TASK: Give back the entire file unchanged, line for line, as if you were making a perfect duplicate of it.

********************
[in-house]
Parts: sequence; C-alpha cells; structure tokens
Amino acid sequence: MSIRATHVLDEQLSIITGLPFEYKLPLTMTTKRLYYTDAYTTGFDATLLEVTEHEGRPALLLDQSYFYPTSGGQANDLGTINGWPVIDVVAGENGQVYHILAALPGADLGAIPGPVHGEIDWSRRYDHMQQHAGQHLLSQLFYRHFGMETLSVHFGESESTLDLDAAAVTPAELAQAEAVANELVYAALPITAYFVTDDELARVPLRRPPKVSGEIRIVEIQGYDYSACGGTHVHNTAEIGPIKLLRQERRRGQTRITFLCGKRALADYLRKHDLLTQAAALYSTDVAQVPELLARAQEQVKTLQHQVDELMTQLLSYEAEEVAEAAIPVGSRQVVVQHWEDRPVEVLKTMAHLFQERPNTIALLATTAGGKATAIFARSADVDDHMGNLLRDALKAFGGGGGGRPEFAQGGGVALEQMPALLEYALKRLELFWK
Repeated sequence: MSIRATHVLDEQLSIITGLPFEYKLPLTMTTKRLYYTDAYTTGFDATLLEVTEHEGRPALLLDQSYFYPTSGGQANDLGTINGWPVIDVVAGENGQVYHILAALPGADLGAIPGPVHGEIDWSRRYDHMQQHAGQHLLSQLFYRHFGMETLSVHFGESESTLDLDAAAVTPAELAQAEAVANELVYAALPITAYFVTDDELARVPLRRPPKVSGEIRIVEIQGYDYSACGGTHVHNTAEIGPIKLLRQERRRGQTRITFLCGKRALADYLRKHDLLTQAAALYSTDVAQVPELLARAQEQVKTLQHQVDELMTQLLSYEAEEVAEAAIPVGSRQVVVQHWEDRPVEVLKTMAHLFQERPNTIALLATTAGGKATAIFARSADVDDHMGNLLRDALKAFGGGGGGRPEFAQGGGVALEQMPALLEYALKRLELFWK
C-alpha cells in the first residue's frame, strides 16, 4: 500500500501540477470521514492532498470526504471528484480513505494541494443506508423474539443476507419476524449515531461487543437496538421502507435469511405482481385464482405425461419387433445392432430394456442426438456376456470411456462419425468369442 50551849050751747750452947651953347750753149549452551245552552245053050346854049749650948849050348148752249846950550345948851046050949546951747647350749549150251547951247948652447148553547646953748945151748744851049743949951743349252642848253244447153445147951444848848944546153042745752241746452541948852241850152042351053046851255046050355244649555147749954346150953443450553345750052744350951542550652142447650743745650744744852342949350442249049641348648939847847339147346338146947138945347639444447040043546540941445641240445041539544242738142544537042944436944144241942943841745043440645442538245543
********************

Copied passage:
[in-house]
Parts: sequence; C-alpha cells; structure tokens
Amino acid sequence: MSIRATHVLDEQLSIITGLPFEYKLPLTMTTKRLYYTDAYTTGFDATLLEVTEHEGRPALLLDQSYFYPTSGGQANDLGTINGWPVIDVVAGENGQVYHILAALPGADLGAIPGPVHGEIDWSRRYDHMQQHAGQHLLSQLFYRHFGMETLSVHFGESESTLDLDAAAVTPAELAQAEAVANELVYAALPITAYFVTDDELARVPLRRPPKVSGEIRIVEIQGYDYSACGGTHVHNTAEIGPIKLLRQERRRGQTRITFLCGKRALADYLRKHDLLTQAAALYSTDVAQVPELLARAQEQVKTLQHQVDELMTQLLSYEAEEVAEAAIPVGSRQVVVQHWEDRPVEVLKTMAHLFQERPNTIALLATTAGGKATAIFARSADVDDHMGNLLRDALKAFGGGGGGRPEFAQGGGVALEQMPALLEYALKRLELFWK
Repeated sequence: MSIRATHVLDEQLSIITGLPFEYKLPLTMTTKRLYYTDAYTTGFDATLLEVTEHEGRPALLLDQSYFYPTSGGQANDLGTINGWPVIDVVAGENGQVYHILAALPGADLGAIPGPVHGEIDWSRRYDHMQQHAGQHLLSQLFYRHFGMETLSVHFGESESTLDLDAAAVTPAELAQAEAVANELVYAALPITAYFVTDDELARVPLRRPPKVSGEIRIVEIQGYDYSACGGTHVHNTAEIGPIKLLRQERRRGQTRITFLCGKRALADYLRKHDLLTQAAALYSTDVAQVPELLARAQEQVKTLQHQVDELMTQLLSYEAEEVAEAAIPVGSRQVVVQHWEDRPVEVLKTMAHLFQERPNTIALLATTAGGKATAIFARSADVDDHMGNLLRDALKAFGGGGGGRPEFAQGGGVALEQMPALLEYALKRLELFWK
C-alpha cells in the first residue's frame, strides 16, 4: 500500500501540477470521514492532498470526504471528484480513505494541494443506508423474539443476507419476524449515531461487543437496538421502507435469511405482481385464482405425461419387433445392432430394456442426438456376456470411456462419425468369442 50551849050751747750452947651953347750753149549452551245552552245053050346854049749650948849050348148752249846950550345948851046050949546951747647350749549150251547951247948652447148553547646953748945151748744851049743949951743349252642848253244447153445147951444848848944546153042745752241746452541948852241850152042351053046851255046050355244649555147749954346150953443450553345750052744350951542550652142447650743745650744744852342949350442249049641348648939847847339147346338146947138945347639444447040043546540941445641240445041539544242738142544537042944436944144241942943841745043440645442538245543